Saturday, August 18, 2012

Watching Dragonflies...Learning How

Monday mid-afternoon, a hot summer wife and I go to Fort Fizzle to wade in Lolo Creek for the exquisite feeling of cold, rushing water. Brrrr, water is still cool in August! I've got my Canon DSLR camera and Christine has her keen eye on rocks. The action begins, a's a darner zooming by, nice! After several more darner sightings, a smaller, darker dragonfly with emerald eyes blows past. As 'Scooby Do' would say "rut row". Yep, I'm fully engaged with getting a photo of this mystery odonate. The best I could do:
Emerald species
I'm thinking this is a member of the Striped Emerald group, genus Somatochlora. Did not know or think of looking here for this genus of dragonfly. These dragonflies really fly, I mean for extended periods which photographing them challenging. And this could be a species I've never seen before. Choices according to the Dennis Paulson field guide Dragonflies and Damselflies of the West are Ocellated, Ringed, and Hudsonian Emerald (all stream species to a degree). The photo I took does show a diamond shape (if not a photo artifact) on the front of the thorax, indicative of Ringed. However, not getting any sense of white rings on the abdomen. So have gone back two other times this week after work to get a diagnostic photo. No luck. So tomorrow morning will be going to the spot for success. Had a similar challenge with Sedge Darner (Aeshna juncea) at Mud Lake near Skalkaho Pass (east of Hamilton, MT). After the fifth try I captured one in flight:
Sedge Darner
Hey, the fun is in the doing and discovery. 

Other groups of dragonflies are not as difficult at least to photograph. Meadowhawks, genus Sympetrum, are much more cooperative. Check out this video:

I encourage you to investigate your own neighborhood...learn something new and good:-)

Monday, August 13, 2012

'Going Up The Country'...Sort of

Yep, even living in Montana, one needs to leave the city and get away; check out (link above) a 60's band 'Canned Heat' singing the theme via Spotify (timeless message :-). My reason includes wildlife watching. Today, went to State School Trust Land southeast of Stevensville, Montana in hopes of finding loads of skippers nectaring on the flowering sagebrush species in montane sagebrush steppe. Video'd the drive in...try humming Canned Heat as you watch:

Here's a still shot of the habitat:
Montane Sagebrush Steppe

Within minutes of entering sagebrush stand noted Melissa Blue (Plebejus melissa) nectaring:
Melissa Blue

Climbing the slope encountered scattered skippers (photo below); all seemed to id out to the 'Branded skipper complex', Hesperia comma/colorado. Can you decide?
Branded Skipper 'complex'

Unexpectedly this beautiful butterfly came into my path, Coral Hairstreak (Satyrium titus)...only the second time I've seen this insect.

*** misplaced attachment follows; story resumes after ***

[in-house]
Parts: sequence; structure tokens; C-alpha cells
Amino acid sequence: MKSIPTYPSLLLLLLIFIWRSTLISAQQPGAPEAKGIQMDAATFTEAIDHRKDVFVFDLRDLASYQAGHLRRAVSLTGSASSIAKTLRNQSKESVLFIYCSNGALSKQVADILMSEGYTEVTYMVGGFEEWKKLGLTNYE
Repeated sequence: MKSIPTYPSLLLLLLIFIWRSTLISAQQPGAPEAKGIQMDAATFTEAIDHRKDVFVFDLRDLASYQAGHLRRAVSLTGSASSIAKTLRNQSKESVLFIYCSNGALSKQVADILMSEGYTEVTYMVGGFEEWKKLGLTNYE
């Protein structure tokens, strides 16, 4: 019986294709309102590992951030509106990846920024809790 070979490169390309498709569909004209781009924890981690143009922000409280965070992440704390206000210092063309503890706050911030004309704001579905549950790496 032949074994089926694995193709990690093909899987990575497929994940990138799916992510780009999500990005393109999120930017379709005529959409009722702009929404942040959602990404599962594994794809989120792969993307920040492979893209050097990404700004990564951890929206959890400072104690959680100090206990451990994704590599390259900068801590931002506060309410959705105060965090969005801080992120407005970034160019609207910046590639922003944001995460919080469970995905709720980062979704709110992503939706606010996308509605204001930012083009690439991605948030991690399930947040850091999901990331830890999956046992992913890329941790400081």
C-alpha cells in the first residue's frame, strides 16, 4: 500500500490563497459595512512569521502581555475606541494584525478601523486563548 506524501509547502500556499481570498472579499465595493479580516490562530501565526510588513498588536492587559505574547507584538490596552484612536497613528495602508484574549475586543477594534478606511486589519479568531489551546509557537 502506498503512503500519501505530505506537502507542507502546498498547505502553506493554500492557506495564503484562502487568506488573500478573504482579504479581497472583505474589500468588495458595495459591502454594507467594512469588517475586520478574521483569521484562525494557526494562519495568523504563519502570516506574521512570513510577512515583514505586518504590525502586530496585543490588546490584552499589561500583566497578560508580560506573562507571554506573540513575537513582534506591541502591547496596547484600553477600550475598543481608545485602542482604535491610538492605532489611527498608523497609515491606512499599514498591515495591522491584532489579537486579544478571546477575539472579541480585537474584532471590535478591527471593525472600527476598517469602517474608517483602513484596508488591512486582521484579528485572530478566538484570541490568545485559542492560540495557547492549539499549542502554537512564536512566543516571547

Coral Hairstreak
'Go up the country' in your neck of the woods; there's still good butterflying to be had.

Wednesday, August 1, 2012

Photographic Miscues of Copper Butterflies

It is a great feeling to go wildlife watching, find the species you are looking for, and then capture a superb photo documenting your sighting experience. After investing in two Canon 'L' lenses of late, 100 mm macro and the 70-300 mm, the results of most of my photographic efforts are pretty great (my take)'s all in the equipment :-) Recently while butterfly watching at Skalkaho Pass (elevation ~7200 feet east of Hamilton, MT), was so intent on photographing a Fritillary (to id, really good photos are necessary), missed getting on quickly one of the most beautiful and distinct lepids that landed just beyond the fritillary...Lustrous Copper (Lycaena cupreus). Here's what I would up with the camera:
Lustrous Copper
The butterfly flew after a brief period; I looked for quite a while never relocating it. A second great  Copper miscue at a different location, I locate a Bronze Copper (Lycaena hyllus) nectaring, which they don't do regularly. I'm clicking away point blank with my Canon T1i; later discover that I had neglected to insert the SD card...NO photos were captured! Being prepared and camera ready is part of success; that serendipity thing plays important role in wildlife watching. Walking the Peterson Lake Trail (Bitterroot National Forest near Florence, MT) came upon several small meadows immediate the trail; several wildflower species were still in bloom among them Sulfur Buckwheat (Eriogonum umbellatum). 'Euphilotes' Blue butterflies usually key in on this species as a larval foodplant. Yep, no Square spotted Blue butterflies using the buckwheat, just many other Blue butterfly species along with one Blue Copper (Lycaena heteronea)...a lifer! Ready with the camera this time, got many good photos of this particular Copper:
Blue Copper
Much success in finding and photographing something great.